Different types of van explained
With so many different van models available, finding the right one can feel like an almost impossible task.
So, to help make things a bit clearer, here’s our guide to different van types on the market.
These are some of the most familiar vans on the roads today thanks to their versatile and practical load space which is usually accessed by a sliding side and rear opening doors.
Windows are limited to the windscreen and those of the driver and passenger, while the rest of the van is made up of solid panels – the ever popular Ford Transit is a good example of a typical panel van.
Luton and box vans
If you’re looking for a van that makes the most of its space, then it’s worth considering a Luton or box van as they don’t sacrifice space for wheel arches, unlike panel vans.
Both Luton and box vans are higher off the ground than (for example) panel vans so they might also have a loading platform with a mechanism to raise and lower it.
The main difference between a Luton and a box van is that a Luton utilises the area above the driver and passenger cab. In contrast, the load space of a box van stops where the cab begins. Typical use includes removals where large, heavy objects need to be transported.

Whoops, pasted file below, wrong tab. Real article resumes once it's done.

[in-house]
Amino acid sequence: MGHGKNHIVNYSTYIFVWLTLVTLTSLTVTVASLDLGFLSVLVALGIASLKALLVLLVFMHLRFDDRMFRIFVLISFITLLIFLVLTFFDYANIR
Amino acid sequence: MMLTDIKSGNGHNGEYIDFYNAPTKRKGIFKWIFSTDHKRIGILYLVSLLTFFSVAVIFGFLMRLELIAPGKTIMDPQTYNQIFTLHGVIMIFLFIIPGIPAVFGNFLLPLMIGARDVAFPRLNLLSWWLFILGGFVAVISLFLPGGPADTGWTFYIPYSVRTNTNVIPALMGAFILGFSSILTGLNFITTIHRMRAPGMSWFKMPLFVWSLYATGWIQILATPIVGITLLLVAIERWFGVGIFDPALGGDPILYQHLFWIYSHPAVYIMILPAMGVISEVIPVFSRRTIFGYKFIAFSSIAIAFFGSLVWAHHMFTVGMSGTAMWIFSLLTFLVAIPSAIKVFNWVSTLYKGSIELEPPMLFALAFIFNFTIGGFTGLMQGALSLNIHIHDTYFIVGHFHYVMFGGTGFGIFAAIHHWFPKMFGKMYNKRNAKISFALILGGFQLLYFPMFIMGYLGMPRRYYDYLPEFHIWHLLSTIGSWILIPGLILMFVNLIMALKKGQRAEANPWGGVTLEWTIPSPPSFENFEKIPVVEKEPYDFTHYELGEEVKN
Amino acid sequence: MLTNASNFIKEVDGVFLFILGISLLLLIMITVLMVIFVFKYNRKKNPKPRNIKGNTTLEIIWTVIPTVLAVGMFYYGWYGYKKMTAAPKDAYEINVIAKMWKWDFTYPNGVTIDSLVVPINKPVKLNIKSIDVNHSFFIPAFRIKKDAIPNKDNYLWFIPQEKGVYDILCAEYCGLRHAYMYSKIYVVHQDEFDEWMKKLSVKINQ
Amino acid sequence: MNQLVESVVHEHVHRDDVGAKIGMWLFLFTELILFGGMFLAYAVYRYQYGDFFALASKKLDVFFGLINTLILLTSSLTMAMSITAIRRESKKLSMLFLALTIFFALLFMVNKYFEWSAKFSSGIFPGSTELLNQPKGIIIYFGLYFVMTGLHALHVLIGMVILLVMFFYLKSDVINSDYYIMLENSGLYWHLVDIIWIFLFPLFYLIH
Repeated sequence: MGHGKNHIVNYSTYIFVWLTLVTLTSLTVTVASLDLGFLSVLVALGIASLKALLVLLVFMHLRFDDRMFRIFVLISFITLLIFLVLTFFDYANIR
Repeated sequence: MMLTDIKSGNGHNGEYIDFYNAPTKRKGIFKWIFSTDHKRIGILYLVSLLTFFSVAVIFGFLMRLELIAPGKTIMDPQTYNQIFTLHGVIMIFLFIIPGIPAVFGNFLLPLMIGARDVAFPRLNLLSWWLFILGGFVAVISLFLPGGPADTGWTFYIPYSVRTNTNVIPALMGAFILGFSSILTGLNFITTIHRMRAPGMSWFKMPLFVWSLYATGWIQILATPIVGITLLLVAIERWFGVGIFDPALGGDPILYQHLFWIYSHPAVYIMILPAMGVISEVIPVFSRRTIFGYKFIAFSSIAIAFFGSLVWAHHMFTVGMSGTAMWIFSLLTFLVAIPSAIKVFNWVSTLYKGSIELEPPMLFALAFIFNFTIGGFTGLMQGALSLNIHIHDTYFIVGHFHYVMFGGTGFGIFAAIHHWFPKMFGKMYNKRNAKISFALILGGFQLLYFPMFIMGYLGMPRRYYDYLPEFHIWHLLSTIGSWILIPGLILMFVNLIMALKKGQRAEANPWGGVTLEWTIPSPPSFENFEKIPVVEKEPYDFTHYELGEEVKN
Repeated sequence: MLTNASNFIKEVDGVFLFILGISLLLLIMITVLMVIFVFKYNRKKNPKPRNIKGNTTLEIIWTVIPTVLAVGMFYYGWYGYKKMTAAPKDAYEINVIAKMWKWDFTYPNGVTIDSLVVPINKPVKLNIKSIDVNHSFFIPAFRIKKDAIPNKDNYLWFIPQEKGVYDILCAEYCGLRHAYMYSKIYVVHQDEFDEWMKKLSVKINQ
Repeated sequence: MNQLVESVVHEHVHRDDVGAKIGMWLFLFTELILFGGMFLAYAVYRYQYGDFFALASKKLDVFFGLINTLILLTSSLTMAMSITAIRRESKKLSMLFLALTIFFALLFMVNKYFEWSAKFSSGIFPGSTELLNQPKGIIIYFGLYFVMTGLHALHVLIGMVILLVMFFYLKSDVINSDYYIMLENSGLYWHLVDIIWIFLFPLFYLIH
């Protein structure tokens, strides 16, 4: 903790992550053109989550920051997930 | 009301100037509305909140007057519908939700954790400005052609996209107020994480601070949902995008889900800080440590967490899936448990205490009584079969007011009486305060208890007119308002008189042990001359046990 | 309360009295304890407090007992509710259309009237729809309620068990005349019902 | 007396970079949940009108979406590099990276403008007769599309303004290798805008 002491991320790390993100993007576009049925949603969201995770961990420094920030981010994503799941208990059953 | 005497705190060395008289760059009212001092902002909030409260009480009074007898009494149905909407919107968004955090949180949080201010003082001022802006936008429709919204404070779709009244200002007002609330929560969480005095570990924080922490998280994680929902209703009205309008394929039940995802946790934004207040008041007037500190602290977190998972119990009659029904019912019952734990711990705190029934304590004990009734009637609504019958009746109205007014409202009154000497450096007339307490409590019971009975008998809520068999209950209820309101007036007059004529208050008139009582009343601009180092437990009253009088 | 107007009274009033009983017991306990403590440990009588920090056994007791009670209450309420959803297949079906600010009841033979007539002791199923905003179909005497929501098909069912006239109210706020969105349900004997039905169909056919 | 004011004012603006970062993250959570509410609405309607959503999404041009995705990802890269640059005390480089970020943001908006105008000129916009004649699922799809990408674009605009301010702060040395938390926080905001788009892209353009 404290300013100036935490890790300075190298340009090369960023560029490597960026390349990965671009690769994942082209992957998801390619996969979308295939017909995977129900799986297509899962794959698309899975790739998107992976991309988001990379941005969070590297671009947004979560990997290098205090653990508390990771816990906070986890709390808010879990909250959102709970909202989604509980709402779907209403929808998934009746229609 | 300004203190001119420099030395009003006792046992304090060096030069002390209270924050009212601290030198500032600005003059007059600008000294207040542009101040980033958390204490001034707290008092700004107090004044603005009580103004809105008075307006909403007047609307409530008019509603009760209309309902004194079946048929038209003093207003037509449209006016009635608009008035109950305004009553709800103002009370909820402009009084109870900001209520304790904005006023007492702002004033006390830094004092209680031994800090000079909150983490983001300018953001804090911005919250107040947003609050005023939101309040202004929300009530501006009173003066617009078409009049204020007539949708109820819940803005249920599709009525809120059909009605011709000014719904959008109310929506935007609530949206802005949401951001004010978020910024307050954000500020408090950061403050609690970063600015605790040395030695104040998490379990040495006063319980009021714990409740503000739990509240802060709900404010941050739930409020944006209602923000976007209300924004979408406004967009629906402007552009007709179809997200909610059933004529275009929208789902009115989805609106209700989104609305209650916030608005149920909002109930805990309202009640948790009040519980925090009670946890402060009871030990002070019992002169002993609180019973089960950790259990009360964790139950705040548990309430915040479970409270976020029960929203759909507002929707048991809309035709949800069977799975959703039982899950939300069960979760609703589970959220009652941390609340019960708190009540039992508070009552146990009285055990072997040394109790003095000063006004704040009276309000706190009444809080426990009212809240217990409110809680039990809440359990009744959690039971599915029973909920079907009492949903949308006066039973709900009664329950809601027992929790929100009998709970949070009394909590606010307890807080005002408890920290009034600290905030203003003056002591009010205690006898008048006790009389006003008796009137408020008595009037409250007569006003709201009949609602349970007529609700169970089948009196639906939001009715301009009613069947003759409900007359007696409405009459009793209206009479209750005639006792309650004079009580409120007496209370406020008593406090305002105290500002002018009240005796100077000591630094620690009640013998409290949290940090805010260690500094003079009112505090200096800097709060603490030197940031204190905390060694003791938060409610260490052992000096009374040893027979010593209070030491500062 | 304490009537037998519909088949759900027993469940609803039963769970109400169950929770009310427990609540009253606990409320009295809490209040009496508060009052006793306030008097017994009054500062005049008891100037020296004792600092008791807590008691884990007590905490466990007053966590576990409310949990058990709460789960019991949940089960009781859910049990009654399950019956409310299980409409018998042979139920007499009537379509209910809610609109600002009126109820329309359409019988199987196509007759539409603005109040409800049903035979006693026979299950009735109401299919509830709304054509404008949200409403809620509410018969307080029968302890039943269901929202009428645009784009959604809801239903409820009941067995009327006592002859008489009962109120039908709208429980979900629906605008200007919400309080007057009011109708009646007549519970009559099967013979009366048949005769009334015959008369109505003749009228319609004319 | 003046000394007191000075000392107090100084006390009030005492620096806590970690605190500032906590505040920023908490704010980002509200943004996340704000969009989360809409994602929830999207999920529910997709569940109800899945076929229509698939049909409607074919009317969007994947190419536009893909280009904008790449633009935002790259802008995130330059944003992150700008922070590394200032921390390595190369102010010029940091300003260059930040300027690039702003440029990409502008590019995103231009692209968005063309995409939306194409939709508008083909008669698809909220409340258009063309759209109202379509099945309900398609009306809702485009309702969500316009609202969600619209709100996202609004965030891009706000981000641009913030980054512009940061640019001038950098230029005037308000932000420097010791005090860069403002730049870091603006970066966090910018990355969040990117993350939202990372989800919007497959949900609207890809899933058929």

Flatbeds have an exposed load space with shallow sides but no roof. Opting for a hydraulic mechanism to lift and ‘tip’ a flatbed’s load area will turn it into what’s known as a ‘tipper’ van.
Clearly, flatbeds aren’t suitable if you want to keep your goods secure but they’re perfect if you’re looking for a van with unlimited height restrictions. Some flatbed vans also come with drop sides to make loading easier.
Flatbeds are great for bulky items and are typically used in the building or gardening trade.
Pick-ups come in a variety of designs and single or double cab options are widely available. You can also choose to have the load space enclosed on all sides with a roof, or exposed (similar to a flatbed style van but with higher sides).
Pick-ups have a wide range of uses and because of their flexible configuration, you should be able to find one that fits your needs exactly.
Long wheel-base van
The wheel-base is simply the distance between the front and rear wheels which helps determine a van’s storage capacity. So, for example, a long wheel-base van will have a greater load space than a short or medium wheel-base vehicle.
Car derived van
It’s easiest to think of these vehicles as a type of car/van hybrid. They look very much like cars but without the rear passenger seats or windows – typical examples include the Vauxhall Corsavan and Ford Fiesta Van.
Car derived vans are usually small and compact making them perfect for carrying goods around built-up towns and cities.
Finding the best van insurance
There are almost as many insurance options as there are different types of van – which can make choosing the right one tricky.
Luckily, we’re on hand to help – whether you’re looking to insure a small van, an electric one, or even a minibus – our van guides will give you all the information you need to make decisions with confidence.